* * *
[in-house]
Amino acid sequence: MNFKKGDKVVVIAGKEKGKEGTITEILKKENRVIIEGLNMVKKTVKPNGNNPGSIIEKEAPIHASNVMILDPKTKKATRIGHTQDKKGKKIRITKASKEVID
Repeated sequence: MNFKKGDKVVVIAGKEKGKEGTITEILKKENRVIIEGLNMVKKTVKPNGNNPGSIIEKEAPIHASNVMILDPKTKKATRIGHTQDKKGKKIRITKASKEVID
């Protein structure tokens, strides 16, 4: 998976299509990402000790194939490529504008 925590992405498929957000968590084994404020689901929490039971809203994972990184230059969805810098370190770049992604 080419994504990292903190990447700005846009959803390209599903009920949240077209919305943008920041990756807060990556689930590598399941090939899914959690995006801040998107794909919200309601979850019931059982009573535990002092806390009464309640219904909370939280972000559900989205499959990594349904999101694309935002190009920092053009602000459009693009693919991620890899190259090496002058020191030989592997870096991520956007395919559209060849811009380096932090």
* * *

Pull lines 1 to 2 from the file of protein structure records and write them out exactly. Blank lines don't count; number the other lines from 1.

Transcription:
[in-house]
Amino acid sequence: MNFKKGDKVVVIAGKEKGKEGTITEILKKENRVIIEGLNMVKKTVKPNGNNPGSIIEKEAPIHASNVMILDPKTKKATRIGHTQDKKGKKIRITKASKEVID